Wednesday, November 02, 2005

Scary Stuff

With Halloween just around the corner (o.k., it was the last corner, not the next one), I thought I’d mention some things that scare board gamers. Please feel free to express your own scary thoughts.

1) The credit card statement.

2) Drinks in close proximity to the game.

3) Cheetos.

4) A burst water pipe.

5) Cats who like to play Puerto Rico with you.

6) Dogs who are faster than you to pick up any dropped pieces.

7) A house full of people who just want to play Monopoly.

8) Playing Duel with an anti-social homicidal maniac.

9) Termites.

10) Dressing your children up as Meeples…when it’s not even Halloween!

Das Ende Des Triumvirats

This is one of the Essen games that has caught my imagination. I haven’t heard a lot about it but the few comments on the Geek and a read through the rules ( ) has convinced me this is worth looking into. I’ll try to explain why without going into too much detail regarding the rules.

Firstly, it’s for 2-3 players, which is becoming increasingly important in my game-buying requirements. Granted, it won’t be the same level of competition with only 2 but it sounds like it would still be a good fight.

Secondly, there are three different winning conditions so there’s options on what strategy you want to pursue. The first winning condition is a Political Victory: if a player is selected as Consul for the 2nd time (you become Consul by influencing the Citizens in the Forum). The second condition is a Military Victory: a player who owns 9 Provinces wins. The last winning condition is a Competence Victory: if you reach the 7th level in both Military and Political competence (which is kept track of on the Competence Track).

Thirdly, there’s plenty of interaction between players by either directly attacking an enemy’s province or by indirectly affecting his standing with the citizens in the Forum.

Fourthly, is the management aspect which I enjoy in games. You must manage your money which is needed to carry out actions, manage your Legions and their weapons, balance your military and political influence, and manage your standing with the citizens.

The last thing, and the one that really caught my attention, is the way in which the battles are handled. There’s a random element but also a chance to better your odds.

At the beginning of the game, each player places 2 of his “weapons” (cubes) in the Battle Bag. In an attack, up to 3 cubes are drawn from the bag (the number draw is equal to the lowest number of legions either player has in that province). For each weapon drawn of a combatant’s color, 1 of his Legion is eliminated, a non-combatant’s color has no effect and is returned to the bag. Weapons used to eliminate Legions are not put back in the bag but are returned to the player. This is the only luck in the game and does not always represent the whole battle. If the defender has his Leader in that province, his Legions fight harder and therefore eliminate 2 of the attacking Legions. The “main battle” now proceeds which is simply to remove an equal amount of Legions from each side until one or both sides have none left. Not too impressive yet, is it? Wait, there’s more.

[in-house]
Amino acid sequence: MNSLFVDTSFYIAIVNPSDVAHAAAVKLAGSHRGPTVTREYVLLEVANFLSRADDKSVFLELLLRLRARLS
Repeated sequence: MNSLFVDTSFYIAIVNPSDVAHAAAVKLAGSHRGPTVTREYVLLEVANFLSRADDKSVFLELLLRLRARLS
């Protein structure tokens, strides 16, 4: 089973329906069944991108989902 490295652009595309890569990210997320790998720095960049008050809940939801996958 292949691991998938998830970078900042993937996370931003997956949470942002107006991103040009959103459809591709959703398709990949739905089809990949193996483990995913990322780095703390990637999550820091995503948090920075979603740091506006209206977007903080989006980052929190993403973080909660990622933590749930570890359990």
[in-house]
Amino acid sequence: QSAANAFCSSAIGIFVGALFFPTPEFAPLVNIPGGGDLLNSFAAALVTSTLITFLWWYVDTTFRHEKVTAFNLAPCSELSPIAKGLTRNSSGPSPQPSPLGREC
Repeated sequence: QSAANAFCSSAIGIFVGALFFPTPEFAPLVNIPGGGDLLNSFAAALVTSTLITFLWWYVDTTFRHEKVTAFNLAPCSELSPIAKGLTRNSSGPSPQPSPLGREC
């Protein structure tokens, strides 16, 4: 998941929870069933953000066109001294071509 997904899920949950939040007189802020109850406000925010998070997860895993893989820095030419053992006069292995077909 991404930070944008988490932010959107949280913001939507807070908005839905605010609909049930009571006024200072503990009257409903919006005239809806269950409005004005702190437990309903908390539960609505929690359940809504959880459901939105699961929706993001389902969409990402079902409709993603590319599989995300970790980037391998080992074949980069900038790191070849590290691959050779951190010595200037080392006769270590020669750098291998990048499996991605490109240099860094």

The defender, if he loses the battle, is compensated with either a weapon added to the bag or an increase in either of his competences on the Competence Track. If he has also lost his Civil Servant (who helps you get supplies of gold and legions), he may put another weapon in the bag. Another way to improve your chances with the Battle Bag is through an Action which lets you add 2 weapons to the bag.

A couple other nice points about conflict is that no player may be attacked if he has only 1 province, and there is no huge build-up of legions because if you have more than 6 in a province at the end of your turn, they’re removed. Use ‘em or lose ‘em.

My impression is that this is a game with a lot going on but with relatively simple rules. For now it seems as though it isn’t going to be seen in the U.S. any time soon, which is a shame. Anyone interested in getting together to order from Lookout Games?
Until next time, don’t forget to give an offering to the Gods.



Anonymous said...

Your scary thoughts were indeed scarrry! I also enjoyed the review.

Sterling Babcock

Coldfoot said...

Good news! I just heard through a friend that the publisher is planning to release this in the U.S. but it may take a few months.

And a thank you to Sterling. It's nice to know people are enjoying my efforts.

Dame Koldfoot said...

Gee, what's so bad about Cheetos? I love the way the orange food dye No. 40 sticks to my fingers and rubs off on everything I touch. The only scary thing about Cheetos is seeing how fast Coldfoot runs to dump a nearly full bag, which our friend brought for his kids, in the garbage.

ekted said...

Thanks for the pointer to "Triumvirat". My rules slush pile is growing again!